My disagreement with the reversal of this conviction rests on a diametrically opposed perception of the nature of this case, its evidence and the relevance of the isolated portions of the instructions to the jury.  First, the trial court did not merge the unlawful entry element of the burglary charge, the predicate felony on which the murder conviction pivots, with the intent element.  Rather, the instruction, read reasonably in context and in relationship to the evidence adduced, alerted the jury that the same fact-- defendant's unlawful entry into the apartment through a window, carrying a shotgun, and with intent to commit an armed theft--could be used to establish more than one element of the crime charged.  Second, the majority independently concludes and suggests the jury might have speculated that defendant did not gain entry to the apartment through lawful social invitation, but rather through unlawful deception.  However, the undisturbed findings, the inescapable inferences and the cogent evidence support the conclusion that defendant was not granted "permission," even through the "good offices" of his codefendant, to enter an apartment by crossing a roof, climbing through a window, armed with a shotgun, and intending from the outset to steal the victim's stereo. [p. 25] From those evidentiary facts, the jury was entitled to conclude under correct instructions that Graves' entry was plainly unlawful, irrespective of any deception by Jones.  This scenario hardly depicts a "garden variety larceny" (majority opn., at 22, at 18 of 556 N.Y.S.2d, at 270 of 555 N.E.2d) with Graves and Jones harboring "secret" intents (majority opn., at 21, at 18 of 556 N.Y.S.2d, at 270 of 555 N.E.2d).  Frankly, to swallow the theory that the victim "invited" this defendant into the apartment under these circumstances on the basis of an ambiguous conversational exchange with his cousin is ludicrous and adds insult to the fatal injury.  To embellish the tableaux with the notion that Jones believed he and Graves were "invited" in under these circumstances also defies belief.  Graves' fable ends with our being asked to credit his tale that he and Jones R.S.V.P.'d the "invitation" by climbing across a roof and through a window, only to shoot dead the host while stealing his stereo.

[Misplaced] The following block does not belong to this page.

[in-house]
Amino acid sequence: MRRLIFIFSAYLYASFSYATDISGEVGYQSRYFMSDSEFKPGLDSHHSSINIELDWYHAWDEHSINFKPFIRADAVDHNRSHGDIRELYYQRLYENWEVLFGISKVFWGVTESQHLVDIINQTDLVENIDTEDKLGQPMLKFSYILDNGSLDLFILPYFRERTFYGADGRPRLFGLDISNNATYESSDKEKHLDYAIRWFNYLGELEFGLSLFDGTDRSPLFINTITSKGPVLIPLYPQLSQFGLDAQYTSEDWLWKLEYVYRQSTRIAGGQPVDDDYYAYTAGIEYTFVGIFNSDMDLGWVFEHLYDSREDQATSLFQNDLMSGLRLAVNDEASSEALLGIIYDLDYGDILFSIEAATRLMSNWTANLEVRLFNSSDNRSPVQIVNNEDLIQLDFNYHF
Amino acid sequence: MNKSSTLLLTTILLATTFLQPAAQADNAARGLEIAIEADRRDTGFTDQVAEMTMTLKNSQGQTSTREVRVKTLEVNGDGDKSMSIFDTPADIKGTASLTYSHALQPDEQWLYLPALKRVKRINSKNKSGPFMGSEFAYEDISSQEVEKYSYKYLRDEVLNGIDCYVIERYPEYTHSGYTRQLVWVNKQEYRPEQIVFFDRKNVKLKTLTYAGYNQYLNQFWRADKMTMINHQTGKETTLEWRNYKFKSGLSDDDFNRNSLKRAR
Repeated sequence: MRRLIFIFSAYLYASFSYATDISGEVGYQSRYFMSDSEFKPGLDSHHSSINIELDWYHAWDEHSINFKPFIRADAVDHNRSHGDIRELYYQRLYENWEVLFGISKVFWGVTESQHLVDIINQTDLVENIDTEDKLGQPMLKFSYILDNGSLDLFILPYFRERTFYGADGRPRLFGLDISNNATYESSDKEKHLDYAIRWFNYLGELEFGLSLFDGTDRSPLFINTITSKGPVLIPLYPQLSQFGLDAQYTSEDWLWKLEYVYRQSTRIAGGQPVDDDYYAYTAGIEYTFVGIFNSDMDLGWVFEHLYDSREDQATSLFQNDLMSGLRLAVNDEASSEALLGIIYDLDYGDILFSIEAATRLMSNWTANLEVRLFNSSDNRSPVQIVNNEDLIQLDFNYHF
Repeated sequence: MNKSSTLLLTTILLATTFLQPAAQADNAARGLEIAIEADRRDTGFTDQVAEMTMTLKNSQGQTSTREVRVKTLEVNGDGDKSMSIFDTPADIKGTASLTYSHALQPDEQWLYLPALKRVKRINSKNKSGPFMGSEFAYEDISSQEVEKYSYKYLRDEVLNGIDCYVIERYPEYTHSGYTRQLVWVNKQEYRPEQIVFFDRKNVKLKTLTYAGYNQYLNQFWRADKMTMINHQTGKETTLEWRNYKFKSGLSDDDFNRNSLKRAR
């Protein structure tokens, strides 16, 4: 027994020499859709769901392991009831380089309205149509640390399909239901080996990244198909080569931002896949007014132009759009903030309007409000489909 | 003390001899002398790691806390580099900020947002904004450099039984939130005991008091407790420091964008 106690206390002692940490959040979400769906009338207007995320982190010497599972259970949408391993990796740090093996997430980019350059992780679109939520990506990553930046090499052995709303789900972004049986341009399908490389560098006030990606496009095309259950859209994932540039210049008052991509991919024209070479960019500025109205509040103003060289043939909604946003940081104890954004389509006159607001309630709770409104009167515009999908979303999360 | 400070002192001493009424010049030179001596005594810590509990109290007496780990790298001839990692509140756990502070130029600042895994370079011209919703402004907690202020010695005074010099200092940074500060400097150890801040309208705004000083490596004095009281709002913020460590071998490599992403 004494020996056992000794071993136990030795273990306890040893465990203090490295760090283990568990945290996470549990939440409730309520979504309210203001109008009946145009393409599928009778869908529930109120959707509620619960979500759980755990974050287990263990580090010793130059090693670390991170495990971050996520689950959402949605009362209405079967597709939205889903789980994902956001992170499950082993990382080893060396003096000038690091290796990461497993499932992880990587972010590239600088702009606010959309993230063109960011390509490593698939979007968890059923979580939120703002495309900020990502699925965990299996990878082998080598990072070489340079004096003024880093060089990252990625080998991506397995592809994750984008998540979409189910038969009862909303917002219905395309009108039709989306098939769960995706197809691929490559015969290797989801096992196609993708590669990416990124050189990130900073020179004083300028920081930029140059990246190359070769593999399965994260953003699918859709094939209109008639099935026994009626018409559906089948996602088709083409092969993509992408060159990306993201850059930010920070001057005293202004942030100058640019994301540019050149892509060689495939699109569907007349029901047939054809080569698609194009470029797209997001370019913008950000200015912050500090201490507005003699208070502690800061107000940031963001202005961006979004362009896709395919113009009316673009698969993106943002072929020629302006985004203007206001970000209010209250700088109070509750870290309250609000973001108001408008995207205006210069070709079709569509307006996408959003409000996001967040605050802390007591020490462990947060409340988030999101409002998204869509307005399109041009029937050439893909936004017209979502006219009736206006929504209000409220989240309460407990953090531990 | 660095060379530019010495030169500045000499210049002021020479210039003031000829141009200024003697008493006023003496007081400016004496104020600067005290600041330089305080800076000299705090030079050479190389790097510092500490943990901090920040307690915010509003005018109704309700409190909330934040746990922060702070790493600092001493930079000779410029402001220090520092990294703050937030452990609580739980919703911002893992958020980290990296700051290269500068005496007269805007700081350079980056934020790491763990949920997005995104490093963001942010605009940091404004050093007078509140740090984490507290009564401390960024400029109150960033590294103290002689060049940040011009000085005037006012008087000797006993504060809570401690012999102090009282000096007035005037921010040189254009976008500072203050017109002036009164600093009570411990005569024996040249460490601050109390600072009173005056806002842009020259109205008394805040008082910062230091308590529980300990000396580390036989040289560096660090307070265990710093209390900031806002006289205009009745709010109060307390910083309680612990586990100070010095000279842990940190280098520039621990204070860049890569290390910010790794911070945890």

Defendant focuses his primary claim on the argument that his undisclosed intention to commit a crime once inside the apartment does not qualify as unlawful deception to gain entry and that the trial court's instruction in that connection requires reversal.  The majority appears to accept this out-of- context and theoretical construct predicated on a fact pattern clearly contrary to the evidence.  I reject the defendant's artifice for the reasons already expressed, and because the preoccupation with the element of unlawful remaining is, at worst, mere surplusage to what this case is really all about.  The Trial Justice, for example, concluded the lengthy technical instruction on the elements of burglary with this disjunctive admonition:  "You will notice that the statute says 'Unlawful entry or remaining' ".  (Emphasis added.)